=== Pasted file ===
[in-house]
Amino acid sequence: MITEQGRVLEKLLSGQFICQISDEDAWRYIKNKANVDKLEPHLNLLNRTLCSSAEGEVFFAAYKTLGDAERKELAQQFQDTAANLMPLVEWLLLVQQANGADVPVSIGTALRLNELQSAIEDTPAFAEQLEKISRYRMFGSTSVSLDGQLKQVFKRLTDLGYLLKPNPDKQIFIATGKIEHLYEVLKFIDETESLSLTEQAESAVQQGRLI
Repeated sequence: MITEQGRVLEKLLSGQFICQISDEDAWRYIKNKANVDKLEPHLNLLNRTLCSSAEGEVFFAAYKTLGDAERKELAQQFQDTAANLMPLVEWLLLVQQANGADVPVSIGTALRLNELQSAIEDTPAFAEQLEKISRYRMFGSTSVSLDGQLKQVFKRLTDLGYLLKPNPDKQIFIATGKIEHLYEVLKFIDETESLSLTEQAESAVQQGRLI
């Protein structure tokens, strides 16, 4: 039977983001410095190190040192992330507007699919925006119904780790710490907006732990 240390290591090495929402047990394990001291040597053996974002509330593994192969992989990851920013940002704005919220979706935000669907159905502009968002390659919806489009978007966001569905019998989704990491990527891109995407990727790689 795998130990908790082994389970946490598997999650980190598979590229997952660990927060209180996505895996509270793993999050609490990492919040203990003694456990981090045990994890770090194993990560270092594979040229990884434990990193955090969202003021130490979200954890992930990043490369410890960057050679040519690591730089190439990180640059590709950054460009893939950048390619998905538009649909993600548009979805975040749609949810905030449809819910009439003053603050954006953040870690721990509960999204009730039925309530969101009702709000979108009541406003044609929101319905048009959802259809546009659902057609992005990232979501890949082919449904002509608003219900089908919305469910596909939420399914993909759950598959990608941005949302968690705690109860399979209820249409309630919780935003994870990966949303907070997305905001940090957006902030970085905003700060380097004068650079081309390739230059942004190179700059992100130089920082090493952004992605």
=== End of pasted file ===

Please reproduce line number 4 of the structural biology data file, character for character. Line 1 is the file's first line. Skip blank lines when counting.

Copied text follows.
């Protein structure tokens, strides 16, 4: 039977983001410095190190040192992330507007699919925006119904780790710490907006732990 240390290591090495929402047990394990001291040597053996974002509330593994192969992989990851920013940002704005919220979706935000669907159905502009968002390659919806489009978007966001569905019998989704990491990527891109995407990727790689 795998130990908790082994389970946490598997999650980190598979590229997952660990927060209180996505895996509270793993999050609490990492919040203990003694456990981090045990994890770090194993990560270092594979040229990884434990990193955090969202003021130490979200954890992930990043490369410890960057050679040519690591730089190439990180640059590709950054460009893939950048390619998905538009649909993600548009979805975040749609949810905030449809819910009439003053603050954006953040870690721990509960999204009730039925309530969101009702709000979108009541406003044609929101319905048009959802259809546009659902057609992005990232979501890949082919449904002509608003219900089908919305469910596909939420399914993909759950598959990608941005949302968690705690109860399979209820249409309630919780935003994870990966949303907070997305905001940090957006902030970085905003700060380097004068650079081309390739230059942004190179700059992100130089920082090493952004992605």